Steer Your Career in a Clear and Positive Direction
Your career is like a ship, and you’re the captain. You can drift along or take command to guide it in a clear and positive direction. These are some suggestions for setting your course and sticking to it, so you so wind up where you want to go.
Setting a Course for Your Career
Conduct a thorough self assessment. Think about your interests and skills. Consider what you’re good at and what you like doing. Maybe you like working independently or perform best when you’re part of a team.
Research your options. Once you know what you want to do, look for occupations that match up with the profile you’ve created. You will probably find a number of choices. A love for teaching could lead you into academia or corporate training. Consult occupational directories or ask a librarian for assistance.
Take career tests. Career testing is one way to get a better picture of your abilities. You can find many free programs online to get started. University campus career centers offer a variety of services or can guide you to other local resources.
Interview people. Talk to people who are already working in your chosen field. They can share their first-hand experience and provide more perspective on the necessary qualifications, typical responsibilities, and employment prospects.
Focus on priorities. Many people discover that they have multiple interests, which may change over the years. Try narrowing your list down to three top priorities at a time to keep things manageable.
Put your plan in writing. Make a written record of your goals and the steps you need to take to reach them. It will help you to chart your progress and spot areas where you need to do more work.
Sticking to Your Career Route
- Perform regular evaluations. This can be a lifelong project. One good habit is to update your resume at least every six months. Use that time to analyze if you’re headed in the right direction or need to make adjustments.
Take on new responsibilities in your current position. Wherever you’re currently working, you can look for opportunities to grow. Give your supervisor a proposal asking to take on a new assignment.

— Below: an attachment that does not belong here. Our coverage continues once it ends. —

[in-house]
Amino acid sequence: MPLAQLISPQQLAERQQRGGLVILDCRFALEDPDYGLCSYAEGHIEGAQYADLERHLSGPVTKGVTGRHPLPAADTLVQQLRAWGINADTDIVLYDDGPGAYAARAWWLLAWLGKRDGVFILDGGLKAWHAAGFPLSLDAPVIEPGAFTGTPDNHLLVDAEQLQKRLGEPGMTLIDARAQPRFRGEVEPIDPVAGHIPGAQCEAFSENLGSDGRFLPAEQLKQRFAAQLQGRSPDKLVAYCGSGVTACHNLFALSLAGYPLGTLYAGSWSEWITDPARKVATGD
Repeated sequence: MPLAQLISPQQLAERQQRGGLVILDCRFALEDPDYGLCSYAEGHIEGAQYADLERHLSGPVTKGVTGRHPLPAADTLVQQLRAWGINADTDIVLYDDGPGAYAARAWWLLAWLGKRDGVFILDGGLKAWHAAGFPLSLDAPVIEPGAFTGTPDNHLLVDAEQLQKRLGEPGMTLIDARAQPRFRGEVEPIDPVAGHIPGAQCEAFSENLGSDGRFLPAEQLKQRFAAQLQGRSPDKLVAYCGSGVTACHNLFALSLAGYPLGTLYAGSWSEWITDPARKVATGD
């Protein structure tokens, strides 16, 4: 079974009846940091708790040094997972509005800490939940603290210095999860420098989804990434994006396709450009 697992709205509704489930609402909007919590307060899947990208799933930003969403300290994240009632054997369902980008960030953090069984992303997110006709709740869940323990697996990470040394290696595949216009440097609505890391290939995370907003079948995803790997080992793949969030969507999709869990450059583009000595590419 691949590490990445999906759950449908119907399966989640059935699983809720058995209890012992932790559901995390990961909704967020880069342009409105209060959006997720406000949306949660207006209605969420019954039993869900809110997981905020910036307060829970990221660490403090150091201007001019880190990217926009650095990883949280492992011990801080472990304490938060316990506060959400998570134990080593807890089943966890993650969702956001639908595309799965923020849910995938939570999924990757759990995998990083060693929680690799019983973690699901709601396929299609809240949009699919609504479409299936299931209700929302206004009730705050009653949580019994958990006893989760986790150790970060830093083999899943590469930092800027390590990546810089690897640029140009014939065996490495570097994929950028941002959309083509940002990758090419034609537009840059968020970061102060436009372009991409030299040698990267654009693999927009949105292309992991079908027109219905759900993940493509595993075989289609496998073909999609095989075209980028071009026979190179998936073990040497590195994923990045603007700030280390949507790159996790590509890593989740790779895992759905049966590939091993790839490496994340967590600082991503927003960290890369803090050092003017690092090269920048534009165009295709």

Keep looking ahead. Set both short term and long term goals. You may decide to attend three networking events in the next six months and get a more senior position within two years.
Continue your training. Take advantage of opportunities to get more training and education. Some employers offer in-house programs or cover the costs for job-related courses.
Find a coach. You might find it helpful to work with a career coach. This could be a paid professional or a supervisor or colleague willing to play that role.
Do volunteer work. Volunteering is always a great way to give back to your community while broadening your experience. Find an organization you want to support and pick a project you want to learn more about, like accounting or events management.
Develop a side job. Turn your hobby into an additional source of revenue. Over time, it may grow into a full time job doing what you love.
Be proactive. Above all, take the initiative to figure out what kind of work will be fulfilling for you. Aiming for something you care about will keep you motivated and diligent.
Imagine looking back on your career with the satisfaction of accomplishing your goals and making a difference in the world. Planning ahead and making the necessary mid-course corrections will put you in charge and make your work more rewarding.